Large companies often try to tackle disruptive innovation within their existing corporate structures. But when they do, it rarely works. The limitations on what can be accomplished cascade from the executive imagination (or lack thereof) down to the rank and file innovation team members, affecting every aspect of product development and marketing.
At LSM we are brought in to large companies to teach them how to do Lean Startup. We (too) frequently work with innovation teams that aren't even allowed to talk with the company's customers. Mind you these are people who are paying tens of thousands of dollars to be taught customer development! But you see, the gatekeepers to customers (sales, marketing & research departments) tend to get really nervous that someone could go "off-script" and spook a customer in some unforseen way. Maybe even with good reasons? But the bottom line is that the current state of affairs proves very frustrating to the innovation team. They end up feeling like they're crashing through roadblocks at every step of the process.
Other problems abound, not just difficulty reaching real customers. Innovation teams often can't allocate funds without approval from the finance department. Or they're stuck in situations where they can't risk failure without endangering their jobs. Or simple fear even. We've actually heard leaders at American Express say, "We can't do this because it would put us head-to-head against Intuit." And then heard their counterparts at Intuit say, "We can't do that (same thing) because it's not what Intuit is good at."
The worst examples of stifling innovation that I've personally experienced were during my stint in Dealer Services at Daimler-Chrysler, in late 2004. At that time, the two halves of the company were fighting each other tooth and nail over whose business approach would win. By the way, it absolutely didn't matter whose approach was better. The only thing that mattered was power, and the germans had a lot of it. For instance, as my team was gearing up to produce a revolutionary low-cost OBDII/wifi interface that would dramatically cut the cost of diagnostic tools for auto mechanics, a competing group at Benz bought out the entire capacity of processor chips that we had based our design on, for the following three years. Did they need the chips themselves? Nope, they were just screwing us over because they could. I have tons of stories like that, but I'm saving them for another book. Heh.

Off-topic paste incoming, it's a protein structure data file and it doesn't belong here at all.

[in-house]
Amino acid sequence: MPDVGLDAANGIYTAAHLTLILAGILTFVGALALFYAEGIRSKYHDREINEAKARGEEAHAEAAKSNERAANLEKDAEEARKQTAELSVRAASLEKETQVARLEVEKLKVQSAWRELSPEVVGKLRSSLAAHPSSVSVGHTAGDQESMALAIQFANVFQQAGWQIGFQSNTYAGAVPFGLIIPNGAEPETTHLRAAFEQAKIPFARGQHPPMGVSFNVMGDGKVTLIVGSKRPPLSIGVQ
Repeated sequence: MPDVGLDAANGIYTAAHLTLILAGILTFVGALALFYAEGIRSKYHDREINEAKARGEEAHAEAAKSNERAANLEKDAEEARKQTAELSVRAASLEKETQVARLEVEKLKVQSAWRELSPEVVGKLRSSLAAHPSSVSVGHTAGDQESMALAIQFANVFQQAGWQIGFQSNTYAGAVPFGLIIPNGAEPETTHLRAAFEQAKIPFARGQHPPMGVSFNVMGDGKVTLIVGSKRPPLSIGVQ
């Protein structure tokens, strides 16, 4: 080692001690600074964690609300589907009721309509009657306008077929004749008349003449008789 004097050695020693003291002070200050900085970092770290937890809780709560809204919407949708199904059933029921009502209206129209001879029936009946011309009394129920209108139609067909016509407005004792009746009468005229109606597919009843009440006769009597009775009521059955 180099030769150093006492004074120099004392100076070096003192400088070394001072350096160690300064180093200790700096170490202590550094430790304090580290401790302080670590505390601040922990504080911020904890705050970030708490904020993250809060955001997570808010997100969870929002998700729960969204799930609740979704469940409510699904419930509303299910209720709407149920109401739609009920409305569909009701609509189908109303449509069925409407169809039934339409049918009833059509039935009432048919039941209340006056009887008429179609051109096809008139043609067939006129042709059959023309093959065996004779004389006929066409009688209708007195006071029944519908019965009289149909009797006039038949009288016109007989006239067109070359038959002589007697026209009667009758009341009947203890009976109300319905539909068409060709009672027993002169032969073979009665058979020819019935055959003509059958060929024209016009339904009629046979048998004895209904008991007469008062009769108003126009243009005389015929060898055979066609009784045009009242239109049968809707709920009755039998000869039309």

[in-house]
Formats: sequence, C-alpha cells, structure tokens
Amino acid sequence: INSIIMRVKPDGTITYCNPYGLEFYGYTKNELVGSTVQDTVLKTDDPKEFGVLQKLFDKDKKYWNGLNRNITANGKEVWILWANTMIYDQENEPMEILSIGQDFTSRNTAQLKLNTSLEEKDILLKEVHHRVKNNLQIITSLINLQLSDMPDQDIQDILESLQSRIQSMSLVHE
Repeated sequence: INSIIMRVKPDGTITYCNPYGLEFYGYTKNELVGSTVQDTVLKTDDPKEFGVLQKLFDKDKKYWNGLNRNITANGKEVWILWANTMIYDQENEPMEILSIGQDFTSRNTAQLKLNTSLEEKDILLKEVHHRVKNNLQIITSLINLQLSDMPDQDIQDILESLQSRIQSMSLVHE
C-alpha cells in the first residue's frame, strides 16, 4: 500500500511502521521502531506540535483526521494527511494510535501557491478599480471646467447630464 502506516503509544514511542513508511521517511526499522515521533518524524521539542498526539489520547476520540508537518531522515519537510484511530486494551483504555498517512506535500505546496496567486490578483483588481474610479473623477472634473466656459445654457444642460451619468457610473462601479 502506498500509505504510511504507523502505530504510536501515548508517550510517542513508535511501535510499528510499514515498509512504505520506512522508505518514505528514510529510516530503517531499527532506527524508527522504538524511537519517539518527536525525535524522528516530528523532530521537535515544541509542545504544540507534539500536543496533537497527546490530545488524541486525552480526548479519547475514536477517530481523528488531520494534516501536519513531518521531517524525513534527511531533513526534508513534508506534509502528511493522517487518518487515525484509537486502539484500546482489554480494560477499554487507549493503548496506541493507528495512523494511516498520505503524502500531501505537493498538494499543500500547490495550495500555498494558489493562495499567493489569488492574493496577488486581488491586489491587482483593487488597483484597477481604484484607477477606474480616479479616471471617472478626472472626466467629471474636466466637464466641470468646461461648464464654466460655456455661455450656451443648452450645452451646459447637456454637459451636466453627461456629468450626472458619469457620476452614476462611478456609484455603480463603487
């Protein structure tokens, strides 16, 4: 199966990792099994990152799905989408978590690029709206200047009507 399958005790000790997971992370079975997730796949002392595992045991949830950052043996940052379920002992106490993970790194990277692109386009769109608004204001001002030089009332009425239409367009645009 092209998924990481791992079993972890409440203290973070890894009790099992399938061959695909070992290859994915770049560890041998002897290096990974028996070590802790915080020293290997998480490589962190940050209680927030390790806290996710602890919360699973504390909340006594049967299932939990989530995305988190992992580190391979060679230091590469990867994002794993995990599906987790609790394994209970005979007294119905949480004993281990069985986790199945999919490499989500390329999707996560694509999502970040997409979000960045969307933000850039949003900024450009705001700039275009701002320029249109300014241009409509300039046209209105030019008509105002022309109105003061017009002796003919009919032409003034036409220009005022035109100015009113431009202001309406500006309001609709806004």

So where were we? Ah yes, the constraints of resource dependence, legacy competencies, political infighting and brand identity are absolutely deadly to creativity and risk-taking. Enterprises that seek disruptive innovation must find a way to escape those constraints or it will never match the kinds of innovations that pour out of startups of Silicon Valley, New York, Boulder, Seattle and Boston, etc.
The ability to innovate repeatedly and reliably must be carefully woven into the fabric of an organization. Innovation teams shouldn't have to think about how to navigate the corporation to get ideas approved or resources allocated. If they have to scratch their heads about how to be innovative, they've lost the war before a shot has been fired.
The goal of producing disruptive innovations demands a new organizational structure. Existing products, customers, markets, and competitors are irrelevant to the work that needs to be done. Innovation teams must be untethered from the legacy corporate mission and allowed to operate outside the corporate culture. They need a structure that not only allows but also incentivizes them to look beyond the current landscape and envision a world that doesn't yet exist. Only then will the enterprise be positioned to thrive amid chaos.
Interested in what that new organizational structure looks like? I’m writing a book that covers it in detail, along with my business partner and co-author, Trevor Owens. The book covers applying Lean Startup to corporate entrepreneurship and is called The Lean Enterprise.
Learn more on our book’s website: http://LeanEnterpriseBook.com
You can also follow The Lean Enterprise collection on Medium for regular updates and ideas on the subject.